5 Times to Say “No, Thank You” and 3 Things to Do When You Hear It
I don’t have allergies. Or maybe I do. Recently, I noticed a correlation between eating shrimp and getting a wild and itchy rash on my arms and neck. I haven’t been tested, but I think it’s best that I not eat shrimp. When offered a plate of shrimp appetizers, I am trying to say, “No, thank you,” because I don’t want to introduce the subject of itchy rashes at a perfectly lovely cocktail party. My “no, thank you” is usually well-received, as it should be. But occasionally it isn’t.
I think we all need to learn when to say it and when to hear it without comment. Let’s bring back “no, thank you” and follow it with a full stop.
There are a lot of things we don’t want to share. “I’m trying to lose a few pounds.” “Onions give me terrible breath, and I think I might make out with this nice lady I just met at your party.” (If you must say that one, please follow it with at least 10 seconds of dramatic eyebrow waggling, à la Groucho Marx.) And there are plenty of things we shouldn’t share. “Onions give me raging gas, you know, the kind that makes my dog go sleep in another room.” “Your asparagus quiche is one of the most vile things I’ve ever eaten, for real.”
5 Times to Say “No Thank You”
When is it okay to refuse something politely?
- You don’t like what’s offered.
- You’re allergic to it. Or it gives you raging gas.
- It isn’t on your current diet.
- The sky is blue and you don’t like to eat vile quiche when the sky is blue.
It can be difficult to stop at “no, thank you,” but we really should. Instead of explaining yourself, just stop. If they offer again, say it again. If they persist with questions, you can say you would prefer not to talk about it (which pretty much means they’ll assume it gives you raging gas). Or take a page from media training: Don’t answer the question that was asked; answer the one you would have liked to answer. Celebrities do it, and they rarely get called out, because the interviewer wants to keep the camera rolling.
“Why don’t you want a cupcake? Are you on a diet or something? Or are you allergic?”
“No, thank you. Those look delicious! Do you bake often?”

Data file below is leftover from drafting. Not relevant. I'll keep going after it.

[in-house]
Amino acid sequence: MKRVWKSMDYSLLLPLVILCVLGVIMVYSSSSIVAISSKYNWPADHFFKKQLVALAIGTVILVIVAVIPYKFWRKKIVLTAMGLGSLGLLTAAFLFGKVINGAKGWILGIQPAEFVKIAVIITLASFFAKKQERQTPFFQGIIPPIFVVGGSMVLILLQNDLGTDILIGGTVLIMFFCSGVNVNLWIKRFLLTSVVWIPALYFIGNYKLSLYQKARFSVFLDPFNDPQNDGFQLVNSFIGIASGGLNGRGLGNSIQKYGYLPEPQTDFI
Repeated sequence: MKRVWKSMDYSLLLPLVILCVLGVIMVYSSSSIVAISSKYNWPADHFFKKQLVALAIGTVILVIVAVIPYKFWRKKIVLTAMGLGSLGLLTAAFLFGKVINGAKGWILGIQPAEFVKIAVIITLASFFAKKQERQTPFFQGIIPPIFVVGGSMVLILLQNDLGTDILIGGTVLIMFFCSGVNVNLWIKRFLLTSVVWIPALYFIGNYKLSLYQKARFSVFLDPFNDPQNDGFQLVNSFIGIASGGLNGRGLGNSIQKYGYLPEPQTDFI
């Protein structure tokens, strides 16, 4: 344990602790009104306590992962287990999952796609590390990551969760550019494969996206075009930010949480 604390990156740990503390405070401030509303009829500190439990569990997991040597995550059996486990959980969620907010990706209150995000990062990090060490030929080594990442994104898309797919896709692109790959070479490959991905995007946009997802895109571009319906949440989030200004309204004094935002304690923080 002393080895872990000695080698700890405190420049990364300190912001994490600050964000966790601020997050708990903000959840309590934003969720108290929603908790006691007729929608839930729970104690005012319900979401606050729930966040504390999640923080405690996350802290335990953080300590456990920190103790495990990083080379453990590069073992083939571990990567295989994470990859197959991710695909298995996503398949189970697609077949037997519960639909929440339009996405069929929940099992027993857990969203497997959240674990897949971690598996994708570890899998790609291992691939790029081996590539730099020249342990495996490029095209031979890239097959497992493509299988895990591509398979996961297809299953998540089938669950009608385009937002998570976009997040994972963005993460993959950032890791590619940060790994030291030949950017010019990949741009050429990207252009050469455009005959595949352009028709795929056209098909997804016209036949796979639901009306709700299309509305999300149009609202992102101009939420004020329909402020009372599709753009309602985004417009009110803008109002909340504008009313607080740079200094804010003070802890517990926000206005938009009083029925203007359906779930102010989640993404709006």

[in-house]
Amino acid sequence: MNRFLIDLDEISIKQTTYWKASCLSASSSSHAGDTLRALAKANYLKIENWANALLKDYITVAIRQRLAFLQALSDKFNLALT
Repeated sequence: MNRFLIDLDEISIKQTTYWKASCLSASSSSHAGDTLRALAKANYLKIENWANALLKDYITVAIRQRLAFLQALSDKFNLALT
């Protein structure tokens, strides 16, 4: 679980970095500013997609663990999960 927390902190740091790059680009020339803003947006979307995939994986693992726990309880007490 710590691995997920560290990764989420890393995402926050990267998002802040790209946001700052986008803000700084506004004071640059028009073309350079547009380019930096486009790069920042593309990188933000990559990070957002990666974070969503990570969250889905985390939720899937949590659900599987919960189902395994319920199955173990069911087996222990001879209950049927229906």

Sure, it’s a non sequitur, but it’s also a fairly gracious way to avoid a rude question. Pro tip: This one works best with a vacant, non-committal smile.
In this world of over-sharing, it can be tough to stop at “no, thank you.” It feels awkward, but you will get used to it. You are not being rude by saying “no, thank you.” Anyone who refuses to accept it is being rude by questioning your motives.
But most of us are gracious hosts, and we want to make our guests happy. “No, thank you” fills us with concern, as we worry if our asparagus quiche is vile, or our guest has unmentioned allergies. There is a time and a place to ask those questions, especially of a good friend, but in the moment, in front of other guests, isn’t it.
I hope that if you are hosting a dinner party, you will have asked guests about their allergies, or they will have mentioned them in a matter-of-fact way. But maybe you have a friend who is so unfailingly polite and accommodating, that even though you have known him for 15 years, he has never mentioned an allergy. You pass a plate of shrimp puffs, and he says, “No, thanks.” Next time the two of you get together for coffee, go ahead and ask. But in the moment? Smile and move on to the next guest.
3 Things to Do When You Hear It
So, what are your options when you hear, “no, thank you?”
- Accept it and continue offering the dish to other guests, or eat it yourself.
- Remember that it’s not about you. Or maybe it is. But if your quiche is vile, at least your friend cares enough to be kind.
- Go ahead and ask, but be prepared for an awkward exchange, or a long, boring explanation. You brought it on yourself.
I try to stay away from carbohydrates at parties. Why, you ask? Because they make my ankles and hands swell, especially when combined with alcohol. And my ADD is easier to manage when I eat a lower-carb diet. Also, some carbs make me gassy, and — I won’t lie, because you asked — I’m trying to lose a few pounds. Don’t you wish I had just said “no, thank you?” And don’t you wish you hadn’t asked? The reason for refusing food should never be discussed unless both parties are really, really interested.
How do you feel about a simple “no, thank you?” Do you need more of an explanation when you hear it? Do you feel compelled to elaborate when you say it?